Slides 17, 18 and 19
From transcript: Minutes 24:20—29:23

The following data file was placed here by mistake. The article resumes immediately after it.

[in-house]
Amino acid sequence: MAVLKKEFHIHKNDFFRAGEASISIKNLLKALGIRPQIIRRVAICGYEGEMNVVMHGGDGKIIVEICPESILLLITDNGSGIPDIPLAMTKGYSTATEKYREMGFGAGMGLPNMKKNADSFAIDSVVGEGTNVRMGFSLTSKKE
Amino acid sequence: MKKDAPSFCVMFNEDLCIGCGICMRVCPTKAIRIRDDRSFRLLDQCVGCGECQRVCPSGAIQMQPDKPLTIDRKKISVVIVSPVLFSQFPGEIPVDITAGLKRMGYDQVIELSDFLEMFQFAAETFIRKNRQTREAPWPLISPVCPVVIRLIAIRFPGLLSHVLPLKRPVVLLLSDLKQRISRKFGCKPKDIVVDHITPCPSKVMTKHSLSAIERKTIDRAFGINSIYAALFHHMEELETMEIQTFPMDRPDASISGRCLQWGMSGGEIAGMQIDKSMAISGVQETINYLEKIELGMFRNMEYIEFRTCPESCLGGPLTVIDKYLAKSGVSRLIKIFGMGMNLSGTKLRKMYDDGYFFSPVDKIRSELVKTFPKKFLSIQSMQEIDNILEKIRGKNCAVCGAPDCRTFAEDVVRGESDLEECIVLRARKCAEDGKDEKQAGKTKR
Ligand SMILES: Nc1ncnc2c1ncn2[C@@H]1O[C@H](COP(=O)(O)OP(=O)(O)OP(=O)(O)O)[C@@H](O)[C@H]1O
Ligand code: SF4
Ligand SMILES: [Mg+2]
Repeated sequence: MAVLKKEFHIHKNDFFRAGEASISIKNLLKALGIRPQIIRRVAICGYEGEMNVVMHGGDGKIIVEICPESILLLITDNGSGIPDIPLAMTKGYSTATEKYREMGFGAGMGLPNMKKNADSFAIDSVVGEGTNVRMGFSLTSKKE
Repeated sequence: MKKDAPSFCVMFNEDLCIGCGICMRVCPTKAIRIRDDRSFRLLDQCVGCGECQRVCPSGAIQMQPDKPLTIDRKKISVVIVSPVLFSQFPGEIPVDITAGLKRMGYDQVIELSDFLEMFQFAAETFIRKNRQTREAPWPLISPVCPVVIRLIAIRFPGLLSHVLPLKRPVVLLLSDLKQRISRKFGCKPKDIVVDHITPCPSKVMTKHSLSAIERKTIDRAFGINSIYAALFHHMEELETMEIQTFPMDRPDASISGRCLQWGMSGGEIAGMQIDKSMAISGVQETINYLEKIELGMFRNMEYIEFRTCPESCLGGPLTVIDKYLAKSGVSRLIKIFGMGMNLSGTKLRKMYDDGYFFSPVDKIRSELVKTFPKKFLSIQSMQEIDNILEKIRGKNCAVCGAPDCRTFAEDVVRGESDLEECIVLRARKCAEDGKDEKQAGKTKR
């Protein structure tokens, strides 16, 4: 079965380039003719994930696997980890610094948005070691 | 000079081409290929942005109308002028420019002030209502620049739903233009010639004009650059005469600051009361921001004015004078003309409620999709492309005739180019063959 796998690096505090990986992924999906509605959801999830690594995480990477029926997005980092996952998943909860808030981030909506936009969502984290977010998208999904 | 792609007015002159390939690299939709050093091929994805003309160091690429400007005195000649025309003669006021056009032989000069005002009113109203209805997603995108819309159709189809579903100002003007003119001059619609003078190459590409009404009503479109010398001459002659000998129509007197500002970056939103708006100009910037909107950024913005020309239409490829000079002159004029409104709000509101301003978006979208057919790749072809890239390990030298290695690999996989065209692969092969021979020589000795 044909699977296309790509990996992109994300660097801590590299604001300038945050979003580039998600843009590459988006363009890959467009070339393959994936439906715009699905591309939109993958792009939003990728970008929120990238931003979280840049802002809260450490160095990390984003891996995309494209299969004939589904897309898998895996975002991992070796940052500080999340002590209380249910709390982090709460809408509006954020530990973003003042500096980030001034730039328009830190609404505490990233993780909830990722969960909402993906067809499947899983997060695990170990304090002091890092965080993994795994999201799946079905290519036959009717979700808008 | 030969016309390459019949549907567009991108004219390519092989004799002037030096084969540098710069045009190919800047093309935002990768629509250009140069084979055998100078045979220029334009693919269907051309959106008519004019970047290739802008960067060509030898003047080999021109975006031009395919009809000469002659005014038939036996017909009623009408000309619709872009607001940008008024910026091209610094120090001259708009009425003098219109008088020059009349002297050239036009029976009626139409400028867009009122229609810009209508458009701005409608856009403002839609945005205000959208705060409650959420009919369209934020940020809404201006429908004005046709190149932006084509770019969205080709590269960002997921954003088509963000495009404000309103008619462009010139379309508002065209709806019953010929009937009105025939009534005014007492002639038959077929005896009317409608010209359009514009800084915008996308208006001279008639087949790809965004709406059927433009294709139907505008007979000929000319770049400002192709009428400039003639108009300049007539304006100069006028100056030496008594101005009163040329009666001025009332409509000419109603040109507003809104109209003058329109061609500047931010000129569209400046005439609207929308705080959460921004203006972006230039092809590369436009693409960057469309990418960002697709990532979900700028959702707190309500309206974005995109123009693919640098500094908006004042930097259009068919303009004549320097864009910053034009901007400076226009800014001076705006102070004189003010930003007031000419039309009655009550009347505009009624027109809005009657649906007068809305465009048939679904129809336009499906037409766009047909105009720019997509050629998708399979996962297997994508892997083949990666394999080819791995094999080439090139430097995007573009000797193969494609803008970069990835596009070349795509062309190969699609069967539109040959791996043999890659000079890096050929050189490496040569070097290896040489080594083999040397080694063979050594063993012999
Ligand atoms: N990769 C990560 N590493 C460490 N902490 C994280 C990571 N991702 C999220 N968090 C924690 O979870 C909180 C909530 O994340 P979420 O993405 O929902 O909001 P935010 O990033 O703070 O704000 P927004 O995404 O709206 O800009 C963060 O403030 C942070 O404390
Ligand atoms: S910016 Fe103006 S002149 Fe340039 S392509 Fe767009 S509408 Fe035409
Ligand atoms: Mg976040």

(Emphasis added)